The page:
At the mercy of the veld?

beef herd

Farming with breeding beef cows is a constant balancing act. You need to know what a cow needs in all stages of her reproductive cycle, what resources you have available on the veld, and the deficit that you need to make up for in supplemental feed in order to maximise health, growth efficiency, production, and profits. That is why understanding mineral nutrition on veld is so important.

When implementing a summer breeding season on-farm, there are a few things to consider regarding the feeding practices of your beef cows. Cows obtain a large proportion of their mineral requirements from the veld and the supplemental feed they consume. The microminerals that are essential for foetal growth include zinc, manganese, iron, copper, selenium, and iodine. Subsequently, these microminerals should be supplied in adequate quantities to cows during gestation.

The following interdependent factors will influence the mineral nutrition on veld, including mineral availability:

  1. The forage species or variety, meaning genetic influences on mineral composition (for the same species grown under different conditions).
  2. The type of soil, as influenced by soil pH.
  3. The climatic or seasonal conditions during growth, i.e. differences in wet season and dry season forages.
  4. Stage of maturity, as concentrations of microminerals such as zinc, copper, manganese, cobalt, molybdenum, and iron decrease with increasing plant maturity.

The veld nutrient supply changes seasonally. Nevertheless, our cows change too, and this is why the balancing act is so vital.

First trimester

During the first trimester, foetal implantation occurs, and different cell layers develop into the different bodily systems. The first trimester is where the foundation of the future calf is established as the foetus’s brain, heart, liver, and reproductive organs start to form. The placenta is the direct connection between the cow and her developing calf. It starts to grow during the first trimester and continues into the second trimester. The condition of the veld is, however, at its best during the first trimester and the need to provide nutritional supplementation during this trimester is lower. The main aim at this time is to prevent embryonic losses by avoiding stressful events such as handling and transport.

Second trimester

Muscle development begins during the second trimester. The placental development is rapid and is vital during this phase. Inadequate placental development will lead to a small placenta, which is problematic as the function of the placenta is to supply nutrients to the unborn calf and remove excretory products. If the placenta is underdeveloped, it will not be able to supply sufficient nutrients to the calf later in gestation. This will not only negatively affect foetal growth, but also the lifetime production of the animal. During the second trimester, the seasons start to change; temperatures slowly drop, and the quality and mineral content of the veld starts to decline. Nutritional supplementation is becoming increasingly important from this point onward. The third trimester is the most critical and nutritionally demanding trimester for the cow.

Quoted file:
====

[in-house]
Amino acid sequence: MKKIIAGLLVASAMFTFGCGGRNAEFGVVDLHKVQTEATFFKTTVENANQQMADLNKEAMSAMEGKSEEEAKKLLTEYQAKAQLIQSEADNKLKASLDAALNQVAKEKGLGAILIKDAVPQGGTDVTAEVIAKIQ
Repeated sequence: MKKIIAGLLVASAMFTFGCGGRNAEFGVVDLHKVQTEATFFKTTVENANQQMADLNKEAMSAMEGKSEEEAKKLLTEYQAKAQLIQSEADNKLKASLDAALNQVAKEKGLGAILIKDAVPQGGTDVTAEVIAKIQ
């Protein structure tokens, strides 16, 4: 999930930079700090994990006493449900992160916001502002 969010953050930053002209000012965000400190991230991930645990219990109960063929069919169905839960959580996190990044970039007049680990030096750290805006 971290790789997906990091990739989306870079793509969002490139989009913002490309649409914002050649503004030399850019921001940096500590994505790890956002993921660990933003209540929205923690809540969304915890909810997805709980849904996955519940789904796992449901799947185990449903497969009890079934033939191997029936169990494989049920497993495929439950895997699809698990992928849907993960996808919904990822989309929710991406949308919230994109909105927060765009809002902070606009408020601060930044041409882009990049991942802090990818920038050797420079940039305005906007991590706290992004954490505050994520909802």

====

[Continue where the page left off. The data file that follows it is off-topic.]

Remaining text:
Third trimester

During the third trimester, the unborn calf grows rapidly and there are also important changes occurring to get the cow and calf ready for calving. The third trimester is the most critical and nutritionally demanding trimester for the cow.

During the third trimester, the cow is generally faced with three problems:

  1. Due to the size of the growing calf, there is less space in the abdominal cavity for the rumen, which will limit the cow’s intake.
  2. The calf gains more than half of its body weight during this trimester; therefore, its nutritional demands for growth on the cow are high.
  3. Due to the season, the veld is mature and of poor nutritional quality, leading to reduced intakes.

A delicate balance

So, on the one hand we have veld of low quality, accompanied by low intakes, and on the other hand, a cow that needs to be supplied with a good-quality nutritional supplement with all the necessary nutrients and minerals to assist with fibre digestibility and to ensure an effective immune system. Therefore, providing nutritional supplementation during the third trimester is critical.

In some situations, it is the cow and not the calf that suffers the most from nutritional deficiencies, as the developing calf has a higher priority for nutrients. It is also important to remember that once the calf is born, it is going to need a good, nutritious diet that must come from the cow. There can be serious consequences for both the cow and her calf if nutritional supplementation does not occur during the third trimester. The cow will lose body condition, which will lead to a prolonged intercalving period, affecting her lifetime reproduction and calf contribution to the herd. The calves born to underfed mothers are likely to be smaller and have underdeveloped muscles and poor immunity, negatively affecting their lifetime production potential.

The question you should ask yourself …

Have you surrendered your cows to the mercy of the veld? If this is this case, are they consuming all the minerals and nutrients they require? With the necessary supplementation, mineral nutrition on veld can be optimised – keeping cow and calf happy and healthy.

Ruminant researcher

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